Luster is a word that describes the shine of pearls – the glow, the sheen. Which is exactly what makes the pearl a pearl. Only Tahitian pearls with an intense luster is being used in the collection. Yes, those pearls are rare, but that’s how it is: The pearl must be able to stand alone in it’s own natural beauty just like the mussel created it. This is the philosophy behind this collection. The eye can’t help looking at the pearls, playing with them, and this phenomenon is part of the design; the changing placement and lighting of the pearl guarantees that you never grow tired of looking at them.
With their web-like lightness the chains counterbalance the pearls, which fall heavily, playing against each other like grapes in a cluster. Each and every little part of the collection is composed with an eye for totality. Every part makes you experience all the other parts in a new way. Compose is just the word for this. As a piece of music by – say Bach or Beck – is put together so that not a single sound can be left out. Wearing jewelry that plays this kind of music is an experience in itself.
The moment you pick up the Wave necklace and hold it in your hands, something extraordinary happens. It becomes magically alive. You would never guess this by merely looking at the powerful graphic tubes. Even though the chain has a weighty looking design, an unpredictable and sea-like life arises from the wavy, movable tubes as soon as they touch the body.
The different compositions of the tubes enhance the glow of the gold and are combined with exquisite Tahitian pearls, rubies or sapphires. The chain nestles close to one of the most sensual parts of a woman - the neck. And nothing more is needed. In an understated, remarkable and extremely sensual way, this chain attracts attention.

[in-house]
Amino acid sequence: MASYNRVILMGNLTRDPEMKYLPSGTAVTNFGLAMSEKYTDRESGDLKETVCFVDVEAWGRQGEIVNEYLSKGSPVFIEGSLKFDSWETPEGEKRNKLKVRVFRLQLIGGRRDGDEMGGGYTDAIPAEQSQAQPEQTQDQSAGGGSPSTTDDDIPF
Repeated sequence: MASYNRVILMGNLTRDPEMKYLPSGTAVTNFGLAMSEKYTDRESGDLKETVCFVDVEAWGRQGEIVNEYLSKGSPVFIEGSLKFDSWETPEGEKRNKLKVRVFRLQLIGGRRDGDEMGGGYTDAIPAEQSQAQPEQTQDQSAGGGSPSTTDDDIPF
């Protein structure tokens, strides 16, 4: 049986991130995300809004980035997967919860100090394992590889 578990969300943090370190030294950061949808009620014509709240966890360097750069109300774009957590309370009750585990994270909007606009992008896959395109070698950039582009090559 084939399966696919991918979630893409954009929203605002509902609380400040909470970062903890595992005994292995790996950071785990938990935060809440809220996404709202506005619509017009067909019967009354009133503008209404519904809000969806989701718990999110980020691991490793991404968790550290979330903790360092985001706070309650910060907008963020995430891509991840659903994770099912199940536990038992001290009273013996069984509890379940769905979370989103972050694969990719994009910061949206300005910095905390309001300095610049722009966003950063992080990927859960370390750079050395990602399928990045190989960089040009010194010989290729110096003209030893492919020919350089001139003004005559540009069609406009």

The handmade Positive necklace is a classic example of traditional craftsmanship combined with Nordic design. It comes in shiny bright silver and in black oxidized silver and they each have their very own expression. The black is never pitch black, just an exact cool charcoal. The oxidized silver is polished to create the elegant graphite grey surface, which when worn gets more beautiful than anything even the most eager craftsman could ever polish it into.
The Eiffel Tower. The Moulin Rouge. Toulouse Lautrec. Tulle dresses. Girls laughter. Tassels. Pompons. Black velvet bands against white porcelain skin. Champagne. Can Can. The scene is set: Lina Christensen paid a visit to the late 18th century Paris to find inspiration for her Tassel collection, a sweet, sensual and humorous collection where the main theme is black polished silver.
Of course the Parisian style has found it’s own strict Nordic expression in Lina’s interpretation. The monochrome cascades of thin black silver-links leaves the impression of a fizz of architectural champagne bubbles.
When you move, the black silver tassels dangles about. Movement makes the collection come alive. Some of the chains are set with little black spinels that – like the silver chains – are never quite black.
Elements of the Very Thin collection are direct results of this cultural meeting. The hand knotted silk cords are made by the women in the village. They use traditional knotting techniques, which have been passed on from mother to daughter for generations. The silk is organic and is dyed with plant color. Lina has chosen colors, which goes well with the palette in our Western part of the world. All pendants can be attached to the silk cord, or the cord can be worn alone, just for what it is: A chain made of silk.
The Cocoon pendant also springs from Lina’s meeting with Thailand. A perfect silk cocoon, which goes with the Very Thin chains - or is simply worn in a silk string. It is also a bell, an important Buddhist symbol in Thai culture. Something that gives resonance. Like music.
The Dok Rak pendant, has its name from the flower Dok Rak and means flower of love in Thai. The flower is traditionally used in their extravagant flower garlands.
One (under Collections)